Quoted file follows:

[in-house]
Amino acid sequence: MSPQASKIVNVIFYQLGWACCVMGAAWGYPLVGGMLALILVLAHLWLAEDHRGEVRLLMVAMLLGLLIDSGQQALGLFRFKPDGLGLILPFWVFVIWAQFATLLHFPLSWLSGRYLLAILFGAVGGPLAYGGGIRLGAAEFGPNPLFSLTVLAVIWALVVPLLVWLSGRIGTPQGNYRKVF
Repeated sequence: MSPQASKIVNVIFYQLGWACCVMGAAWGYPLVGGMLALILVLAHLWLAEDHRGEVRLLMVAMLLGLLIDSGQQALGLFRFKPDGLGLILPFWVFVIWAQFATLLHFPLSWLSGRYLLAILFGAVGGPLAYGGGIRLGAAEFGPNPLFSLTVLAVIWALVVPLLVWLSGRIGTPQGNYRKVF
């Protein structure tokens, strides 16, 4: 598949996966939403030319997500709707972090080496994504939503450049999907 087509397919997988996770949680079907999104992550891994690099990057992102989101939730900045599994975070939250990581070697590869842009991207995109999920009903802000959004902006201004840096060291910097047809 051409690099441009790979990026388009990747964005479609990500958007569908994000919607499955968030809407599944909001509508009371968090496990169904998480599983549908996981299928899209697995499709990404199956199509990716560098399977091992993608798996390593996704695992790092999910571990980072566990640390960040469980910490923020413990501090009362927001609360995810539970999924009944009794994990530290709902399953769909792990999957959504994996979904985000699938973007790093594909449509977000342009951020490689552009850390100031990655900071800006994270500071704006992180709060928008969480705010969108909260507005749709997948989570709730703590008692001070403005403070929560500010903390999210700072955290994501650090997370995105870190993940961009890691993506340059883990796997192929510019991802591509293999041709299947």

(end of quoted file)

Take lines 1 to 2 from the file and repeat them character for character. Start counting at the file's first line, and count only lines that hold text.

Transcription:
[in-house]
Amino acid sequence: MSPQASKIVNVIFYQLGWACCVMGAAWGYPLVGGMLALILVLAHLWLAEDHRGEVRLLMVAMLLGLLIDSGQQALGLFRFKPDGLGLILPFWVFVIWAQFATLLHFPLSWLSGRYLLAILFGAVGGPLAYGGGIRLGAAEFGPNPLFSLTVLAVIWALVVPLLVWLSGRIGTPQGNYRKVF